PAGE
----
Funeral and Apotheosis of Thiers, France crying in front of her body

Funeral and Apotheosis of Thiers, France crying in front of her body

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Apotheosis at the funeral of Thiers.

© Photo RMN-Grand Palais - J. L'Hoir

Publication date: March 2016

Historical context

Homage to the great man

When he died in September 1877, Thiers presented an ambivalent figure. He also left a considerable work of historian, with his History of the French Revolution (1827) and his History of the Consulate and the Empire(1845-1862). Without political consequences - his active role had in fact ended since 1873 - his death however aroused a strong emotion, which the vast composition of Vibert and Detaille seeks to convey.

Image Analysis

An allegorical composition

For this very large canvas, the two artists use an allegorical language that accumulates realistic elements - used for their symbolic significance - and purely imaginary. Thiers lies on his mortuary bed, with all his decorations, French (notably the large cordon of the Legion of Honor) and foreign, a crucifix on his chest. It is wrapped in the folds of the tricolor flag held at its feet by a woman representing France in mourning. To the right the figure of Fame extends his right hand above the great man, while his left arm is raised to the sky. In the foreground, a cluster of funeral wreaths and bouquets of flowers. Below, on the left, the troops parade in homage to the late President, in the background, the silhouette of the panorama of Paris stands out against a darkened sky, but in which hovers the ghost of the armies of the Revolution and the Empire, a memory of the historical works of Thiers.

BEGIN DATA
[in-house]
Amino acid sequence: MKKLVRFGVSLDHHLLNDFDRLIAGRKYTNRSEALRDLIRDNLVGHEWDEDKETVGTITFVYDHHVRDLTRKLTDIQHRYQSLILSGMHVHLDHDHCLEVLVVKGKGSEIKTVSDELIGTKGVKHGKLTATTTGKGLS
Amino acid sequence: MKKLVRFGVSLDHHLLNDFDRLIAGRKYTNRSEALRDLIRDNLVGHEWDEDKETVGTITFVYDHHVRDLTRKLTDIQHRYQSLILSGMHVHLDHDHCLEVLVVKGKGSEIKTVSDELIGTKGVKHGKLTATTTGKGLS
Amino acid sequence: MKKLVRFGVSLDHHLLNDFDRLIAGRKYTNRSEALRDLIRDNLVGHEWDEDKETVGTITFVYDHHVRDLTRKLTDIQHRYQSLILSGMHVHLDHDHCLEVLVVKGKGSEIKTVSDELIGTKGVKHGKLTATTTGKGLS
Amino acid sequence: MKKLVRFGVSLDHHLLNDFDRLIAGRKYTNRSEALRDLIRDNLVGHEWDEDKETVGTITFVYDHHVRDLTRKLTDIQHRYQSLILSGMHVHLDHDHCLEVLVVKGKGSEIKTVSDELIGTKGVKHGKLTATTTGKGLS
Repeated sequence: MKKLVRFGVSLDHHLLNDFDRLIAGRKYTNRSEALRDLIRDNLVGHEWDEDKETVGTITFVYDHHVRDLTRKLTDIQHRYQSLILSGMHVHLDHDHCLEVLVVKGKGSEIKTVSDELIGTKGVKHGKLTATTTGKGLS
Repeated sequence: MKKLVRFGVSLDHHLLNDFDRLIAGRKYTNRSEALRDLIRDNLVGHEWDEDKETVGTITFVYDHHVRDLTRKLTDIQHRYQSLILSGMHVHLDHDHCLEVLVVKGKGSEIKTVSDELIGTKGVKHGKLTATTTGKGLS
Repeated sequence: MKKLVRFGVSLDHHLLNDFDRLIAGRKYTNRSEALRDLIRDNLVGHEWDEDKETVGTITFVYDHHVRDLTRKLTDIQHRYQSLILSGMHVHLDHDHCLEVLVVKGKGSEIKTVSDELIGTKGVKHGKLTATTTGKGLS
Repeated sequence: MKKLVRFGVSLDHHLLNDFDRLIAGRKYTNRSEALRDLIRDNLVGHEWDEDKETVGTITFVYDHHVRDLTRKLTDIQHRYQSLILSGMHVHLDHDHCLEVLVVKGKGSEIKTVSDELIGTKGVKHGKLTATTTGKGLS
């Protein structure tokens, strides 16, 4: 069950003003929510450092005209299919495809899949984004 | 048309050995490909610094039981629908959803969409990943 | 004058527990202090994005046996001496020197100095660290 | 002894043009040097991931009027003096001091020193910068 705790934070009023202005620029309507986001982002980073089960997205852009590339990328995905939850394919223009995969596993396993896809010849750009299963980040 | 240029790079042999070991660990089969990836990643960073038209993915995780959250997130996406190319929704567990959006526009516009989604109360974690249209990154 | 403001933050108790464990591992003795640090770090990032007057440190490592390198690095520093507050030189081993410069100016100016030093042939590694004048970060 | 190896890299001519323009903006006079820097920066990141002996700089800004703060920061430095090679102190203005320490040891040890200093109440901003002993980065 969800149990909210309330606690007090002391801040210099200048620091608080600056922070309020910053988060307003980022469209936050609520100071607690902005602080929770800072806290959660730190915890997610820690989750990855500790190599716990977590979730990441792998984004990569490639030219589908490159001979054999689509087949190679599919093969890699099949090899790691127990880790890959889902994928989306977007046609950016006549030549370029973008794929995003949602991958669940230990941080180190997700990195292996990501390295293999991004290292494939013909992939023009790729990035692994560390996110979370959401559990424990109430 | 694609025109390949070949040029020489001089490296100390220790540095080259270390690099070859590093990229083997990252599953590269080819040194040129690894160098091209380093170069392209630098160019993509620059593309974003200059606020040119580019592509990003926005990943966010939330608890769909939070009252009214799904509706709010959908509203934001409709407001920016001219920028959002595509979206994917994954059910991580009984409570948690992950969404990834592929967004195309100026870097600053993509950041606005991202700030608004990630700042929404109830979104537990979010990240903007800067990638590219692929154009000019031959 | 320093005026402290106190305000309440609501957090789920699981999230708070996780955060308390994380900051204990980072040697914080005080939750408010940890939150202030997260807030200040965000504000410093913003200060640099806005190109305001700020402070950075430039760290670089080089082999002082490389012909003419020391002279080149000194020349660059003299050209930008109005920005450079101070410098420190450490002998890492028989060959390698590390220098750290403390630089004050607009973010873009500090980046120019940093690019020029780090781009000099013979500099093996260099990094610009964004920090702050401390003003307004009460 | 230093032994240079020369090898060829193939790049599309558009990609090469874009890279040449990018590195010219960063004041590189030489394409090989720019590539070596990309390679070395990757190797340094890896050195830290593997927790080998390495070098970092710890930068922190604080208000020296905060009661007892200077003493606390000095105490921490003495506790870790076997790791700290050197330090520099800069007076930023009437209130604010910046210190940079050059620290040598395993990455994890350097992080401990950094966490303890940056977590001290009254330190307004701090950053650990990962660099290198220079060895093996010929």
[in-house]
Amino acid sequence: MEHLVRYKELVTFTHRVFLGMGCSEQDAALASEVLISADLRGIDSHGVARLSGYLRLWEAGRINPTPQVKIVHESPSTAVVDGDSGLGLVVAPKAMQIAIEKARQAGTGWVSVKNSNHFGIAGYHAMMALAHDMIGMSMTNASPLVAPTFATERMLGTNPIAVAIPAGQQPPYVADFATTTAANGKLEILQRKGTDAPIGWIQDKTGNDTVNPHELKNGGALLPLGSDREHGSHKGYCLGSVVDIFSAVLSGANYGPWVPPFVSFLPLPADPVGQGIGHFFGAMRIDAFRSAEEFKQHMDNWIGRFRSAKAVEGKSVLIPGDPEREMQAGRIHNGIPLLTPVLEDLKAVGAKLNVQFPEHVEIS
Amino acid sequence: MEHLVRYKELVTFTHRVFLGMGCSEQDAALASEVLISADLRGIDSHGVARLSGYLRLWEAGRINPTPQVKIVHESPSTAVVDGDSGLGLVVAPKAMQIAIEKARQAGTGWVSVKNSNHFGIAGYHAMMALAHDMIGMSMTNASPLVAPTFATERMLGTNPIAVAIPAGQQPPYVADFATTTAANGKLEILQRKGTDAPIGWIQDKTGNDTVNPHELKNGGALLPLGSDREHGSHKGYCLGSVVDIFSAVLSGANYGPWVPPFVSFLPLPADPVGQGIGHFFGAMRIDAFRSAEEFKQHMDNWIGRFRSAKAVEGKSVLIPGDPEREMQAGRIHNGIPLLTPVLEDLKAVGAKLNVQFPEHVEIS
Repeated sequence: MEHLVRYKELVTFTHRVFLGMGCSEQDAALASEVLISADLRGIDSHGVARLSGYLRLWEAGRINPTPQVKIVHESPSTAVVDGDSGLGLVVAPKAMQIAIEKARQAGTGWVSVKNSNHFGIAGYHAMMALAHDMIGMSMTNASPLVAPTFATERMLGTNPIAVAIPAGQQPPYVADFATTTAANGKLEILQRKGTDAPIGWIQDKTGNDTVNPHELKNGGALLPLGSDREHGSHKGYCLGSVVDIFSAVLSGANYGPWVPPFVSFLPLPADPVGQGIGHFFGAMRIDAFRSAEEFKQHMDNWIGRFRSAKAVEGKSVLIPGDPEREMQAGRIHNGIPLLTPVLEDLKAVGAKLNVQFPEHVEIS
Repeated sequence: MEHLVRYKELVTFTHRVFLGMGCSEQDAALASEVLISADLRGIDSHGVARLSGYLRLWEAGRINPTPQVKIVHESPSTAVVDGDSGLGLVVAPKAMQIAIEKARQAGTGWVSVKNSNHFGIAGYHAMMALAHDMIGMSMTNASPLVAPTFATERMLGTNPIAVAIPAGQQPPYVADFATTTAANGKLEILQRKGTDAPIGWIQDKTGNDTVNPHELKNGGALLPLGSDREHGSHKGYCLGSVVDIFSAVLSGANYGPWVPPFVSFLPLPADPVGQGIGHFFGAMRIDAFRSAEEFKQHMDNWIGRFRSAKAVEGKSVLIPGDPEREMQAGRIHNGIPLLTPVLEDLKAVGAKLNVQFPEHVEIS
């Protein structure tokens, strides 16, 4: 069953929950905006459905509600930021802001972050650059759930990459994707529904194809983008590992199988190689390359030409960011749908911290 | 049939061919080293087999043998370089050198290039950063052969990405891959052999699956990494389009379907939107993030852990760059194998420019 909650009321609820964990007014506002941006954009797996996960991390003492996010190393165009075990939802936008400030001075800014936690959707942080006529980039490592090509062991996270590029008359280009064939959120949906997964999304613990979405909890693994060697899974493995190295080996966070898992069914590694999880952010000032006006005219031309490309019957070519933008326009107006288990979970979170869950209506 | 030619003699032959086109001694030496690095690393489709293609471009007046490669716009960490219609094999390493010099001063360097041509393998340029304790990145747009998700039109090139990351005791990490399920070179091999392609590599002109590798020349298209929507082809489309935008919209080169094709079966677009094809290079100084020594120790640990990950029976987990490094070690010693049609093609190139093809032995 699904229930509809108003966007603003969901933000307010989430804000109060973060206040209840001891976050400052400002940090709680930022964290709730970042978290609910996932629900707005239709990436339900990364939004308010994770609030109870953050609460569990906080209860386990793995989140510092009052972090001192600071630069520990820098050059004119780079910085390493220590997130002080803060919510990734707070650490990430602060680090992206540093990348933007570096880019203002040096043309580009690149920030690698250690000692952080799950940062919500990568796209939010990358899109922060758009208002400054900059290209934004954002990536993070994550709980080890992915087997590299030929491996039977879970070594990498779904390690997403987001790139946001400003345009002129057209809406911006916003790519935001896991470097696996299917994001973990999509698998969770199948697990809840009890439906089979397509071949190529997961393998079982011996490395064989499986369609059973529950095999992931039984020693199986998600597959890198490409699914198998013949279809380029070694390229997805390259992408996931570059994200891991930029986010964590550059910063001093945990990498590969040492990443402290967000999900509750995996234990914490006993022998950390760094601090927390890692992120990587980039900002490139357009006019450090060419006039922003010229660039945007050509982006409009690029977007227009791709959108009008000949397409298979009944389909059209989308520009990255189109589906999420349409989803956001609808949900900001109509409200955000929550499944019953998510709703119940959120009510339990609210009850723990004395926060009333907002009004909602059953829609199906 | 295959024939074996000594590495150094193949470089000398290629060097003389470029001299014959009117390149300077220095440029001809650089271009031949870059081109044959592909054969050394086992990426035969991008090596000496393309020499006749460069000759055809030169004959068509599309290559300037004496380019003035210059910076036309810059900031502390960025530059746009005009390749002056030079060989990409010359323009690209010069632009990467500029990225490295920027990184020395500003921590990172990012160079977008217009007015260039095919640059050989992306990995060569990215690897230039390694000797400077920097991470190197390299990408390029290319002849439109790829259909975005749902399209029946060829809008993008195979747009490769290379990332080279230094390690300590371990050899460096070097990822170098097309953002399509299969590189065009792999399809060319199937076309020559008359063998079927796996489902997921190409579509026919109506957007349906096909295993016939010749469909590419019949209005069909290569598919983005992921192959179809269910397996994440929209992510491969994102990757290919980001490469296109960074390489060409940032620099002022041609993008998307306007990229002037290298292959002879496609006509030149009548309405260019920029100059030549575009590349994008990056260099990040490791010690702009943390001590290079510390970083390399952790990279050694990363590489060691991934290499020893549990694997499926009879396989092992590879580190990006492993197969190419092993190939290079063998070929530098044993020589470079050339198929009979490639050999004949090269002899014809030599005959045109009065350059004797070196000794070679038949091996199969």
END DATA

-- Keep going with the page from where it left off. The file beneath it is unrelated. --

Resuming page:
The canvas received a mixed reception at the Salon of 1878, not for its meaning (Thiers, with Victor Hugo, Gambetta, Sadi Carnot, was one of the great figures magnified by republican imagery), but for its style and composition: the realism now tended to prevail over allegory, less understood, considered old and of little effect.


We will nevertheless notice the presence of the revolutionary and Napoleonic armies. From a purely aesthetic point of view, Edouard Detaille has taken up the idea several times, with more success, in particular with The dream exhibited at the 1888 Salon (Paris, Musée d´Orsay), which, designed in the middle of the Boulangist period, marked the recovery of the French army in the eyes of all, and its large mural of the Pantheon, The Ride of Glory (1905), where, according to the artist himself, “the cavaliers and infantrymen who rush to glory, bringing in armfuls the trophies conquered, are the people of Jemmapes and those of Valmy, the mounted grenadiers of Marengo, the chasseurs and mamelukes of Austerlitz, dragons from Spain and infantry from Egypt, hussars from Jena or cuirassiers from Montmirail and Champaubert, all loaded with their glorious booty ”. Assimilation was evident between the victorious armies of the Revolution and the Empire and those of the Third Republic, which were preparing for revenge.

  • Thiers (Adolphe)
  • allegory
  • nationalism
  • Third Republic


Claire CONSTANS, National Museum of the Palace of Versailles: Paintings 2 vol., Paris, RMN, 1995.Pierre GUIRAL Adolphe Thiers or Of necessity in politics Paris, Fayard, 1986 Jean-Marie MAYEUR The Beginnings of the Third Republic Paris, Seuil, coll. “Points Histoire”, 1973.

To cite this article

Barthélemy JOBERT and Pascal TORRÈS, "Funérailles et Apothèose de Thiers, France crying before her body"

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